This year’s publication of The Responsible Communication Style Guide was an amazing start towards having better tools for writing about identity in technology.
But we’re not nearly done.
We set a fairly narrow scope for the first edition of the style guide, knowing that we couldn’t possibly cover everything we wanted to and still put a resource into your hands in a timely fashion. So we made plenty of notes on topics we still needed to cover and started thinking about how we could iterate on the first edition of The Responsible Communication Style Guide.
As a result, we’re pleased to announce our first style guide supplements: The RCSG Supplement on Age and The RCSG Supplement on Python.
Why these two topics? Age, as a facet of identity, matters in technology more than we may notice. From legal constraints on websites targeting children under the age of 13, to jokes about technology ‘so easy your parent can use it’, we need to talk about age in a responsible manner. We’d originally considered including more content on age in the first edition, but we discovered that we needed a separate section to properly present this information.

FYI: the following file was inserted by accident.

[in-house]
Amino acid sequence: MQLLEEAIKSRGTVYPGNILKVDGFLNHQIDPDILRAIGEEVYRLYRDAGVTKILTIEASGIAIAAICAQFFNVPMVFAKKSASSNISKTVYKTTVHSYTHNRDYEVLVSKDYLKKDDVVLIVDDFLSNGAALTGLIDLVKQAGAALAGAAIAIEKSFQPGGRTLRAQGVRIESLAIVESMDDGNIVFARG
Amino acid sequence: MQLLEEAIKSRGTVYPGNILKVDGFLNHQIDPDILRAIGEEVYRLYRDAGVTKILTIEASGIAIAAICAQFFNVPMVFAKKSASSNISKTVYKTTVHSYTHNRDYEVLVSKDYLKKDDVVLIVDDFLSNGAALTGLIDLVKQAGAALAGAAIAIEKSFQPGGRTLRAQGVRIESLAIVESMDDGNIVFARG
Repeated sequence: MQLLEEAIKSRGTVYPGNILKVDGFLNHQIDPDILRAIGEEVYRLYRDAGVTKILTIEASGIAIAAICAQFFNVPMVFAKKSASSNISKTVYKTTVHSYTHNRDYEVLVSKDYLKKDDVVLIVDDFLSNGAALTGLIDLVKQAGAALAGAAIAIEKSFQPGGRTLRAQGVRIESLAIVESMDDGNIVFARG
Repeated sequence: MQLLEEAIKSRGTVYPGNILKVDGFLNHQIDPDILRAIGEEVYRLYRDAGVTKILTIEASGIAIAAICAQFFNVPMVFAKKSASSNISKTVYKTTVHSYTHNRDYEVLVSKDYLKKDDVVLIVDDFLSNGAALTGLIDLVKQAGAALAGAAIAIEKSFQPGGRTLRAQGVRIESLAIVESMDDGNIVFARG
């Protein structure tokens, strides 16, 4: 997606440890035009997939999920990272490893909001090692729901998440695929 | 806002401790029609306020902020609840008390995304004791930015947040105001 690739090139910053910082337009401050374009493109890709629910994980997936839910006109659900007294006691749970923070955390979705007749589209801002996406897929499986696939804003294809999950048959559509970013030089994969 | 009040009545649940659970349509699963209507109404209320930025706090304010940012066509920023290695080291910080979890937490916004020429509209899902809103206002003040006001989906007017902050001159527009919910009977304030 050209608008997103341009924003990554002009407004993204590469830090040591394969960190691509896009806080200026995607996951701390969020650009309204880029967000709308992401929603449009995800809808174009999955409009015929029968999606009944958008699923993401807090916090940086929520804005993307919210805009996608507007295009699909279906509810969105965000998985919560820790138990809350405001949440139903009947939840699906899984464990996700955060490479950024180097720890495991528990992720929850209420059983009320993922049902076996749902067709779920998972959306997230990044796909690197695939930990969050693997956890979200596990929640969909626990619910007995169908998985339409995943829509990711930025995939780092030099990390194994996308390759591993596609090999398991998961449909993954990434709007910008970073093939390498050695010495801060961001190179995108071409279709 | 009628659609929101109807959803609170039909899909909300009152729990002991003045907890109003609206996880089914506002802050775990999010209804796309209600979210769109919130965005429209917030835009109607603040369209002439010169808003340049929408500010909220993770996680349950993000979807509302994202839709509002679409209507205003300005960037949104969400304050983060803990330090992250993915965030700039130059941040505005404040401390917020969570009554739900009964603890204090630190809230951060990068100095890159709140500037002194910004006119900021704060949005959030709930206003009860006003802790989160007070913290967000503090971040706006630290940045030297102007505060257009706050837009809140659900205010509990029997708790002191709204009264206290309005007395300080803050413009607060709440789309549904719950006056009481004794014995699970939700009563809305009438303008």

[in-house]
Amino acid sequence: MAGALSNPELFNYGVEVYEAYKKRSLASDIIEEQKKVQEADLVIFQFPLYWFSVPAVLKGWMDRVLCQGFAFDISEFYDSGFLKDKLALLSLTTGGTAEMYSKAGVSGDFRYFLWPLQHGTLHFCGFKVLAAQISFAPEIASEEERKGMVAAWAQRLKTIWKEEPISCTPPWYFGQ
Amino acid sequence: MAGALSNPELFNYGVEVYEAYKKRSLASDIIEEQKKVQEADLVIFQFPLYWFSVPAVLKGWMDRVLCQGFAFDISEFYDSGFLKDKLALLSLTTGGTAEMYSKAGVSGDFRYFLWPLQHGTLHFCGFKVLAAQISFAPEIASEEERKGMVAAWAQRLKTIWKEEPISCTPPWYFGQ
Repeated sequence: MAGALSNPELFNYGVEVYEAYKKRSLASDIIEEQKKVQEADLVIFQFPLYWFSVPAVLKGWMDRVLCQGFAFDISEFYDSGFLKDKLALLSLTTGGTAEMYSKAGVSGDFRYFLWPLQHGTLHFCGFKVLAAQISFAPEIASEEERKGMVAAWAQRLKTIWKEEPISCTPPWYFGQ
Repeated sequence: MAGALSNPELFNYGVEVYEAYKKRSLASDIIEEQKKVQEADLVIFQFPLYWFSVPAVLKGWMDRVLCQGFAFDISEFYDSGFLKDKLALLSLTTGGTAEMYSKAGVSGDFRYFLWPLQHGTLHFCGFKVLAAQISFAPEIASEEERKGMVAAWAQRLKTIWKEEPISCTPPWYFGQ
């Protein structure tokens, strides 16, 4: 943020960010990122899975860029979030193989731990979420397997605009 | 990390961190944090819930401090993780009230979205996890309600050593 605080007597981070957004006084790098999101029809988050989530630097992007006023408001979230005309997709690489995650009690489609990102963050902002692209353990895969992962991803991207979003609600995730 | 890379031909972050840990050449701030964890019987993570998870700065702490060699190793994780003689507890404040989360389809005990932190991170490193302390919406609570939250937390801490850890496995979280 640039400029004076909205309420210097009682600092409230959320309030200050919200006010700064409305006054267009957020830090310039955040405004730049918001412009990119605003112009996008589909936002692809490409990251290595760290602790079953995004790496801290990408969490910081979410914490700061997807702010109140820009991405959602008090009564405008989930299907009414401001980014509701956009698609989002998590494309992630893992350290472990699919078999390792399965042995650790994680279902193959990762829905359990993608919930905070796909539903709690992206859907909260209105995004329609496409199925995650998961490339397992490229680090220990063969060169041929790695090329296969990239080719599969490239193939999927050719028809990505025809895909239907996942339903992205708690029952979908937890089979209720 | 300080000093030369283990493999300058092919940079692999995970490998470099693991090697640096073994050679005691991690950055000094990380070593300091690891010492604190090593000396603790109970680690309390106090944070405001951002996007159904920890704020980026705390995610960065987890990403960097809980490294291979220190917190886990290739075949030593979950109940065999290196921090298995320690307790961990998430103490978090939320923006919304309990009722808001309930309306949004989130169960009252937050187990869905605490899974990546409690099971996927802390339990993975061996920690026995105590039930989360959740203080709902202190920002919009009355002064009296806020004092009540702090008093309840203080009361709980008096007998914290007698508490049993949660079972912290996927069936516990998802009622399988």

Our supplement on age will follow the approach we laid out in The Responsible Communication Style Guide. To do an addition for a specific language community, like our Python supplement, is a little more of a leap. Looking at how we write about specific communities, however, directly improves our ability to make those communities accessible and inclusive. We’re starting with Python because my personal experience is with Python and making sense of the community requires a certain amount of cultural knowledge. I already have a long list of things I’ve found difficult to write about in the Python community:
- How to explain the Monty Python references to someone who doesn’t have time to watch 45 television episodes, five movies, and a bunch of other media
- The pronunciation and capitalization of Python tools — I’m looking at you, PyQt.
- Enough facts about nonvenomous snakes to make clever puns in my articles.
None of these issues prevents anyone from writing code in Python, but they do make the process of creating articles, tutorials, and documentation harder than it needs to be, and sometimes get in the way of understanding someone else’s code or docs.
If you’d like to be the first to have access to these important supplements, join in backing The Recompiler Year 3 Kickstarter and choose the “Community Builder” reward. All backers who choose this option will receive each supplement as soon as it’s ready to ship.
Keep tuned for an introduction to our supplement editors, as well as calls for contributors for these supplements.